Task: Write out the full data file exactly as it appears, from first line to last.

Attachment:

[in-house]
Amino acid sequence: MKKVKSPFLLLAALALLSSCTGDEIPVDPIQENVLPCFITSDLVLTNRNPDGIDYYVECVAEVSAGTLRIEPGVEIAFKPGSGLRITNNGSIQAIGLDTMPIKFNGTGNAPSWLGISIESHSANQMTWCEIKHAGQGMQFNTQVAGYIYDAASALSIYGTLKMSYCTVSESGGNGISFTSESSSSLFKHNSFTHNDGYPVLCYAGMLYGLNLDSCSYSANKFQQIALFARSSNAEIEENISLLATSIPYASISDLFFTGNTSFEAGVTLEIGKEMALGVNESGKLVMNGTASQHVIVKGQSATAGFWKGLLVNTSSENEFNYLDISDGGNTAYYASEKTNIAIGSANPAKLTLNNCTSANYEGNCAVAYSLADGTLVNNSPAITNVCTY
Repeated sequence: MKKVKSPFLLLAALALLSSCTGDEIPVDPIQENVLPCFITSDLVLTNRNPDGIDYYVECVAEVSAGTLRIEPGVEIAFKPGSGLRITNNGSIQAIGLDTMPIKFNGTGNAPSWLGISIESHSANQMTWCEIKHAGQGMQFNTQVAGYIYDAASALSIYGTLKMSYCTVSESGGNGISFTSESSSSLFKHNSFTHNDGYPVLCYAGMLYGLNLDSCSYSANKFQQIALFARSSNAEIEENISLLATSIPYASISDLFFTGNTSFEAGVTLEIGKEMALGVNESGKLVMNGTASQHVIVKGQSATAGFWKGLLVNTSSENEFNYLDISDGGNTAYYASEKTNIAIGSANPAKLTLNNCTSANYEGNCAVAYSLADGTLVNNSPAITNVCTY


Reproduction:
[in-house]
Amino acid sequence: MKKVKSPFLLLAALALLSSCTGDEIPVDPIQENVLPCFITSDLVLTNRNPDGIDYYVECVAEVSAGTLRIEPGVEIAFKPGSGLRITNNGSIQAIGLDTMPIKFNGTGNAPSWLGISIESHSANQMTWCEIKHAGQGMQFNTQVAGYIYDAASALSIYGTLKMSYCTVSESGGNGISFTSESSSSLFKHNSFTHNDGYPVLCYAGMLYGLNLDSCSYSANKFQQIALFARSSNAEIEENISLLATSIPYASISDLFFTGNTSFEAGVTLEIGKEMALGVNESGKLVMNGTASQHVIVKGQSATAGFWKGLLVNTSSENEFNYLDISDGGNTAYYASEKTNIAIGSANPAKLTLNNCTSANYEGNCAVAYSLADGTLVNNSPAITNVCTY
Repeated sequence: MKKVKSPFLLLAALALLSSCTGDEIPVDPIQENVLPCFITSDLVLTNRNPDGIDYYVECVAEVSAGTLRIEPGVEIAFKPGSGLRITNNGSIQAIGLDTMPIKFNGTGNAPSWLGISIESHSANQMTWCEIKHAGQGMQFNTQVAGYIYDAASALSIYGTLKMSYCTVSESGGNGISFTSESSSSLFKHNSFTHNDGYPVLCYAGMLYGLNLDSCSYSANKFQQIALFARSSNAEIEENISLLATSIPYASISDLFFTGNTSFEAGVTLEIGKEMALGVNESGKLVMNGTASQHVIVKGQSATAGFWKGLLVNTSSENEFNYLDISDGGNTAYYASEKTNIAIGSANPAKLTLNNCTSANYEGNCAVAYSLADGTLVNNSPAITNVCTY